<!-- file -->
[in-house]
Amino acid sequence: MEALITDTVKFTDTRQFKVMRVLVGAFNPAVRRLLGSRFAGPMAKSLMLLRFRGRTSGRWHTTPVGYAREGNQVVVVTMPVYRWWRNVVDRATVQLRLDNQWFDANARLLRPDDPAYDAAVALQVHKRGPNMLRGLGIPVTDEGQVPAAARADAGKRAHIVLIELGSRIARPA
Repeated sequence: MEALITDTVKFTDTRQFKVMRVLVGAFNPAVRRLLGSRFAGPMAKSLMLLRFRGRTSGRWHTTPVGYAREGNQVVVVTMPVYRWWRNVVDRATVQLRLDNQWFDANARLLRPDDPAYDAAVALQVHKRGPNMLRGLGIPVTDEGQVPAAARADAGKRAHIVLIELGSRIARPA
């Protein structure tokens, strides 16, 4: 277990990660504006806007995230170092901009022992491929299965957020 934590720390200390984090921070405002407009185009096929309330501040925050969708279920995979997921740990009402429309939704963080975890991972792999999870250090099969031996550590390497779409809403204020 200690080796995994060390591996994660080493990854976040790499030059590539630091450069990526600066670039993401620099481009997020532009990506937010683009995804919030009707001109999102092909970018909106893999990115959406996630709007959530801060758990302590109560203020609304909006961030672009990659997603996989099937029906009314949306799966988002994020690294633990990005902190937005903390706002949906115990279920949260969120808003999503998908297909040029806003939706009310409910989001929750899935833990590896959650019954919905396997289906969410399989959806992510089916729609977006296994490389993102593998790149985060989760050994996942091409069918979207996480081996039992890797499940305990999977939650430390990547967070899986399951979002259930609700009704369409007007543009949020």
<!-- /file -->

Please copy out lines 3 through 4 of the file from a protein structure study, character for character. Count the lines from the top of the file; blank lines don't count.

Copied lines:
Repeated sequence: MEALITDTVKFTDTRQFKVMRVLVGAFNPAVRRLLGSRFAGPMAKSLMLLRFRGRTSGRWHTTPVGYAREGNQVVVVTMPVYRWWRNVVDRATVQLRLDNQWFDANARLLRPDDPAYDAAVALQVHKRGPNMLRGLGIPVTDEGQVPAAARADAGKRAHIVLIELGSRIARPA
């Protein structure tokens, strides 16, 4: 277990990660504006806007995230170092901009022992491929299965957020 934590720390200390984090921070405002407009185009096929309330501040925050969708279920995979997921740990009402429309939704963080975890991972792999999870250090099969031996550590390497779409809403204020 200690080796995994060390591996994660080493990854976040790499030059590539630091450069990526600066670039993401620099481009997020532009990506937010683009995804919030009707001109999102092909970018909106893999990115959406996630709007959530801060758990302590109560203020609304909006961030672009990659997603996989099937029906009314949306799966988002994020690294633990990005902190937005903390706002949906115990279920949260969120808003999503998908297909040029806003939706009310409910989001929750899935833990590896959650019954919905396997289906969410399989959806992510089916729609977006296994490389993102593998790149985060989760050994996942091409069918979207996480081996039992890797499940305990999977939650430390990547967070899986399951979002259930609700009704369409007007543009949020």